A day in the life of an executive assistant is a whirlwind of activity. You have to wear so many hats and juggle so many balls, it’s no wonder that sometimes we get distracted and pulled off track. Even on the best day—in the best environment, we’ll experience at least one distraction, and on an ordinary day we’ll experience many. So how do we stay focused when it seems that life has been programmed to try and steal our attention, what with the constant stream of jingling notifications, ringing phones, and co-workers who just have to give you the latest gossip?
These days many of us are working remotely, which brings in a whole new variety of interruptions. Kids, pets, and screaming sirens don’t take a break between 9 and 5, but executive assistant duties are never-ending. Let’s go over a few tips on how to stay focused, avoid interruptions, and tackle your daily responsibilities—no matter how crazy your work hours get.
Emails, calls, and notifications are a big part of the job, but they’re also some of the most frequent distractions. You can make your technology work for you by setting up your voicemail to screen calls, asking callers to text you if they have urgent needs. Do the same with your smartphone by muting any notifications for unnecessary apps, like social media. Scheduling in time to check and respond to email, or checking after completing 1-2 other tasks, will keep you working efficiently and cut down on excessive notifications.
Assistants are interrupted frequently. Being the go-to person for an executive is great, but it can cut into your workflow. Scheduling preemptive, routine meetings into your day ensures that people know they will have access to you soon. People may save some of those non-urgent questions for later, heading off some of those interruptions and desk drop-bys before they happen.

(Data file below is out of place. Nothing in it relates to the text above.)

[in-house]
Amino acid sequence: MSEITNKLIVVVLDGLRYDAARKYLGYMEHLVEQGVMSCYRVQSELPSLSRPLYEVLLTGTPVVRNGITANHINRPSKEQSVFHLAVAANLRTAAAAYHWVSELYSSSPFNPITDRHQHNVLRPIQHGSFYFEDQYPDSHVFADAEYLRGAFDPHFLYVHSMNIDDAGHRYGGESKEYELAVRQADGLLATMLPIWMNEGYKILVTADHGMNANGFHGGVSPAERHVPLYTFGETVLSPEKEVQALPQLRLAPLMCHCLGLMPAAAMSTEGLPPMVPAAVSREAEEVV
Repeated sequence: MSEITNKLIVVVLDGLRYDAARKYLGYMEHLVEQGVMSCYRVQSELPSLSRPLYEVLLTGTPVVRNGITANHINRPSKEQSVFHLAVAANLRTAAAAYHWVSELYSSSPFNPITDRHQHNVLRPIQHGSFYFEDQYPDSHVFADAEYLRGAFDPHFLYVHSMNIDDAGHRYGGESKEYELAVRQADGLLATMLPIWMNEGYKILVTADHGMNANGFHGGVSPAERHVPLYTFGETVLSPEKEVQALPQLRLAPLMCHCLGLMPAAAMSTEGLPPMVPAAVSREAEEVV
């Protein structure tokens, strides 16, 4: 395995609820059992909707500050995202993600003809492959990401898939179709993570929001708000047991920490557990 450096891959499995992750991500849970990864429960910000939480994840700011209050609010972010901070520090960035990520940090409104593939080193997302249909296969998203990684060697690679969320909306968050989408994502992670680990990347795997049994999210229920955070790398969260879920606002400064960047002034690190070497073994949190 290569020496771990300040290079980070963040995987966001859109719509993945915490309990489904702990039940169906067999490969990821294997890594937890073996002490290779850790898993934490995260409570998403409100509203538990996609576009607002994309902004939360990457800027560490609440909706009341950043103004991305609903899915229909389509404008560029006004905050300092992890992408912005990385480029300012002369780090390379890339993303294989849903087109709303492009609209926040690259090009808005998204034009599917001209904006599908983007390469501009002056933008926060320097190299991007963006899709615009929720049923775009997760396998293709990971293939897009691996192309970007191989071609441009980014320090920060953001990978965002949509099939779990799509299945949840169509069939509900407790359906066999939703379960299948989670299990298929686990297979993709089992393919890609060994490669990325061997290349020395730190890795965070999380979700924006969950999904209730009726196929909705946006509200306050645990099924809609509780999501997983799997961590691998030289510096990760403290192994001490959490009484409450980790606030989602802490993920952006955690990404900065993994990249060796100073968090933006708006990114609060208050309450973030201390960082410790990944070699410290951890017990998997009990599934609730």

You’ll never be able to predict how your day is going to go down, but managing your time by taking similar tasks and doing them all at the same time can boost your productivity and help you fly through your work. Take a look at your to-do list and see which tasks can be batched together in one time block. For example, try filing paperwork, printing board packs, going over emails, or doing expenses for three different executives simultaneously. Instead of taking twenty minutes here and another twenty minutes there, figure out what you can do in one focused session, and then take a break. More on the importance of breaks soon.
Saying ‘yes’ to everything is the quickest way to become overwhelmed, and can put you at risk of burning yourself out. It’s okay to say ‘no’, or to delegate tasks throughout your team when you have a full day already—or when a task isn’t your responsibility. With only so many hours in a day, assistants need to be able to prioritize and focus on their commitments without extra work filing in. Knowing what is expected of you and when to say ‘no’ can save you from interruptions (like projects that you didn’t plan for).
Possibly the most important and helpful tip of all on managing your time is to take breaks. Taking purposeful breaks allows your brain and body to refresh, increasing energy, productivity, and focus. Work for a half-hour, and take a break to make a cup of tea and check in with a colleague. Do the things you usually do when you’re procrastinating actual work, and make a productive break out of it. Unavoidable interruptions are a part of the job, but sometimes they can be used to take a small break—allowing your brain and body to recharge before getting back to work.
The list of executive assistant duties is a long one, and interruptions are certainly par for the course, but finding ways to lessen and manage interruptions will help keep us productive. Knowing how to declutter your life and tackle the unexpected with a positive mindset will help head off frustration and anxiety, making your job easier and more enjoyable. Visit ASAPorg.com today to explore more advice on managing your duties and succeeding as an executive assistant.
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